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Posted on August 10, 2017 by Dr David Pugh

Can LTE kickstart the smart watch industry?

E-Textiles 2017-2027: Technologies, Markets, Playe
There are numerous rumours floating around the internet this week regarding the Apple Watch 3 and its ability to connect to the internet. While the smart watch industry and wearables more generally have seen a lot of success in recent years and more so forecast for the future External Link, the Apple Watch and many of its competitors have been tied to a smartphone via a Bluetooth connection, restricting its value to little more than a second screen.
 
Rumours that have been circulating for some time, but received further kudos this week suggest that the Apple Watch 3, due for launch before Christmas will have some form of LTE radio in it, meaning that the watch will be able to connect directly to the internet without the need for an iPhone (dramatically increasing its potential appeal to 6 billion+ non-iPhone users around the world).
 
This move could mean that Apple are targeting their wearable devices towards much more than just social notifications, with large growth in wearables for tracking the elderly under a smart home as a carer model, with Apple rumoured to be researching wearable biosensors technology, a direct internet connection would mean the device can be marketed beyond the average smartphone users.
 
While it is very easy to say, Apple will add LTE to their smartwatches, there are several different LTE categories, with two categories looking likely for the Apple Watch and other wearables.
 
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The iPhone 6s and 7 series use LTE-A, a high-speed version of LTE, sometimes marketed as LTE+, 4G+, 4GX, 4.5G or 4G LTE ULTRA. LTE support varies from country to country, and the speed may vary depending on your location and how fast you are travelling. This category is great for transmitting large amounts of data at high speed, ideal for streaming music, videos, and anything else that might be required. The problem with LTE-A for wearables is, of course, battery life, a mobile phone has a considerably more powerful battery than a watch and still requires daily charging, the battery life of Apple products is already somewhat of a hurdle and adding a high power connectivity service alongside all the existing functions available on a smart watch will surely result in a battery life far too short to be of much use, additionally higher data costs would surely be passed onto consumers, resulting in a costly monthly bill.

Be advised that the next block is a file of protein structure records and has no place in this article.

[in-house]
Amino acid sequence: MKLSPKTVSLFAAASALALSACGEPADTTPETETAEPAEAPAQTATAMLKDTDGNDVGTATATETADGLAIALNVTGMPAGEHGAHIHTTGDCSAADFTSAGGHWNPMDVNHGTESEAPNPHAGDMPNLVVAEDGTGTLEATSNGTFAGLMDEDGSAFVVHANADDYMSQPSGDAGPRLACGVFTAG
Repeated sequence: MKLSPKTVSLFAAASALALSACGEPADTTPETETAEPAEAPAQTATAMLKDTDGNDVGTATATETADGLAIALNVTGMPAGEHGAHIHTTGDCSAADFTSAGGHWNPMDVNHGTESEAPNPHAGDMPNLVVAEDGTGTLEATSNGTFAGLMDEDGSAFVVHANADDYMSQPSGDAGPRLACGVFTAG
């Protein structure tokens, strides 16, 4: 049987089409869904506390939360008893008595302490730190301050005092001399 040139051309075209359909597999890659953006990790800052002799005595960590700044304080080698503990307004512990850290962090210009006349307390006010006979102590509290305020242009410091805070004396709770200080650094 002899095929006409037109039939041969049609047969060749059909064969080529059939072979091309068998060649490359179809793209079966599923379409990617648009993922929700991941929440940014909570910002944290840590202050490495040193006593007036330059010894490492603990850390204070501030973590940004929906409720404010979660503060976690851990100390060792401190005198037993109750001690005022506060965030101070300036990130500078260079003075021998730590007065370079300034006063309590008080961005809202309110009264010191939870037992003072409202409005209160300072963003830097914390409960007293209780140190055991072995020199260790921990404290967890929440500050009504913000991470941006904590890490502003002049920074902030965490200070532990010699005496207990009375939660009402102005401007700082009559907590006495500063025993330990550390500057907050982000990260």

LTE-M is a category of communication that sits roughly halfway between LTE-A and the array of Low Power Wide Area Networks (LPWAN) currently being rolled out worldwide. The maximum amount of data that LTE-M can consume is approximately 100 Kbps (but generally average at 64kbps on today's Verizon network). This is suitable for many of the applications that a smart watch might require. Certified modules for LTE-M cost around $15, much less than an LTE-A module of around $60.
 
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While nationwide LTE-M networks have been rolled out in the USA, Canada and Japan by Verizon, AT&T, KDDI and Bell, amongst other, the standard has received little traction in the rest of the world, with many operators opting for NB-IoT, LTE's cellular LPWAN offering. Vodafone have confirmed that they are looking into deploying an LTE-M network following their rollout of NB-IoT, but this may not be until the mid 2020s. For Apple to market a device that only works in parts of the world would not help sales and so they may be several years too early with such a device.
 
While adding such connectivity to an Apple Watch is an evolution for the product, it is unlikely to be a revolution and will probably not completely untether it from an iPhone. Apple's business model aims for users to own several devices: phones, laptops, tablets, televisions and later this year home hubs. Any movement to a more isolated device is unlikely, while a device that has greater but limited function when not connected to a phone, will allow Apple to add new features over time and protect iPhone sales.
 
The wide range of new low power wireless networks currently being rolled out offer huge opportunities for wearables to be connected directly to the internet, but time will be required to get full coverage worldwide and to establish the best candidate for the job.
 
Top image: Wikipedia
Learn more at the next leading event on the topic: Business and Technology Insight Forum. Korea 2017 External Link on 19 - 21 Sep 2017 in Seoul, Korea hosted by IDTechEx.
Dr David Pugh

Authored By: Dr David Pugh

Technology Analyst

Posted on: August 10th 2017